Walking into the Pittsburgh Opera’s home in the Strip District is like being transported back in time. Built in 1869, the space was originally utilized as George Westinghouse’s original air brake factory. Hanging on one of the walls is a quote from Westinghouse himself:
“If someday they say of me that I have benefited my fellow man, then I shall be satisfied.”
At 45,000 square feet, the industrial space (with cool, modern touches like exposed brick walls and wood beams throughout) has plenty of room to house Opera rehearsals, a space for Attack Theater to practice their productions, and even a place for wigs, make-up, and costume production. (The space can be rented out for weddings and other events on its off-hours).
I met with the Pittsburgh Opera’s general director Christopher Hahn, a native of South Africa, (who has the most amazing accent), and took a tour through the facility. Many people have a misperception of opera and its audience as being old fashioned -- an image that Mr. Hahn wants to change:
“People think [the opera] is so serious; but it is fun and uplifting. It touches on so many areas of our knowledge, and may be the most complex and invigorating art form available to us.”
Not only does the Pittsburgh Opera showcase a wide array of performances (from the classics to more contemporary pieces) but they also travel to schools to teach children and teenagers about this amazing art form through their art trunk program.
During the tour I was reminded of my first exposure to opera, in high school, when my chorus class sang songs from Puccini’s “Madame Butterfly.” This memory still resonates with me today as I fell in love with so many of the melodies.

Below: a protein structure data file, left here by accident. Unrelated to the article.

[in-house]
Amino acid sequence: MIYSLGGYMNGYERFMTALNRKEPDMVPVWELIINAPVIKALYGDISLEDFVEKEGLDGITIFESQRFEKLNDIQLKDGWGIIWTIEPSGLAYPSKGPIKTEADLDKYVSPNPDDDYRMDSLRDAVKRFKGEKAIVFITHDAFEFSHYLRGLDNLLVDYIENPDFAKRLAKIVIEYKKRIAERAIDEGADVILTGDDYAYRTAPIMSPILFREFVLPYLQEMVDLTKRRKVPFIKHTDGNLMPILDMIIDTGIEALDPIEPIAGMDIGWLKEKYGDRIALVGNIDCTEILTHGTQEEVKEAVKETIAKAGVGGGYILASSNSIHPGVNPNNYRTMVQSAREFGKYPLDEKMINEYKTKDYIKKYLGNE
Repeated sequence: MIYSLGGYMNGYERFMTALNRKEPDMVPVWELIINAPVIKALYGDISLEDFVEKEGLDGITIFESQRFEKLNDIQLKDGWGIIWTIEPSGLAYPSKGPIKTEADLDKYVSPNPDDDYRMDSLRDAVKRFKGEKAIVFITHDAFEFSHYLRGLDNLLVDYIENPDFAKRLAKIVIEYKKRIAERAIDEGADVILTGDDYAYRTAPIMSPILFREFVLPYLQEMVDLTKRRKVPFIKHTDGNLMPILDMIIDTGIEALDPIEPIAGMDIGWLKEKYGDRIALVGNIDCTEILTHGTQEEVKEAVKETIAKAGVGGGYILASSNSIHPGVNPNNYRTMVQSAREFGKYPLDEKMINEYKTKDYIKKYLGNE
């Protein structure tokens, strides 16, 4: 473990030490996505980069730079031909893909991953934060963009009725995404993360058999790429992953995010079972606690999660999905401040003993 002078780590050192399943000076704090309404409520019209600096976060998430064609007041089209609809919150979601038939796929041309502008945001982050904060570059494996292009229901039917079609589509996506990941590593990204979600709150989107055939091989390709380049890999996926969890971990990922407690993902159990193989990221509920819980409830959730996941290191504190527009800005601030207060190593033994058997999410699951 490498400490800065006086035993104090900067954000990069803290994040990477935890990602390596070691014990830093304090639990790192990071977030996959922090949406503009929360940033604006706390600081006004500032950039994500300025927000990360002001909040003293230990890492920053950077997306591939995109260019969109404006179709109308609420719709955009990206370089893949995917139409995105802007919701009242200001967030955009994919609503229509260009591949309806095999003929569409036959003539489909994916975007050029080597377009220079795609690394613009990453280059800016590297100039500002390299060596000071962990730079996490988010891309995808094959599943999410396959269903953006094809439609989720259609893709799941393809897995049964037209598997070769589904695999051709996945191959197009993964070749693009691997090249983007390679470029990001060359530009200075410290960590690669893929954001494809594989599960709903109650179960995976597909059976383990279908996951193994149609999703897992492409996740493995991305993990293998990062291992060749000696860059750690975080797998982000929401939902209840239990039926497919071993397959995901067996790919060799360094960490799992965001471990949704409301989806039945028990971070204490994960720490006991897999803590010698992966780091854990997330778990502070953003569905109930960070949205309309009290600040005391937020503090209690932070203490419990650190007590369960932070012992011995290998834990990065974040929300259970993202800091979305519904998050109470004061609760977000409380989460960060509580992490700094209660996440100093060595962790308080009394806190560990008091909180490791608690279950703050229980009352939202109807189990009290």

Later on the tour, Michele Fabrizi, board chair, met us as we meandered through the costume and wig department. She echoed Mr. Hahn’s thoughts about the mission of the Pittsburgh Opera.
“It’s important for people to try new things,” she said. “We need to get out of our comfort zones, have new experiences, expand our minds, enrich our lives. That’s what the arts can do for us.”
It’s hard not to get excited about opera when seeing this beautiful building and hearing from two of its staunchest supporters. I became even more enthusiastic when I heard about their monthly Brown Bag Lunch program. This is FREE (yes you read that correctly!) to the public and usually happens on the second Saturday of each month (October through April). Bring your lunch and enjoy a free concert...how cool is that?
Opera is accessible, it is uplifting, and it can even be transformative!
I am looking forward to their upcoming fundraising event, Maecenas XXX (voted one of the best parties of the year by the Post Gazette).
Pictured above in the costume department: Michele Fabrizi & Christopher Hahn
For more information on this gala, CLICK HERE. Clearly, it will be #MoneyWellSpent.
Follow the Pittsburgh Opera on Twitter: @PittsburghOpera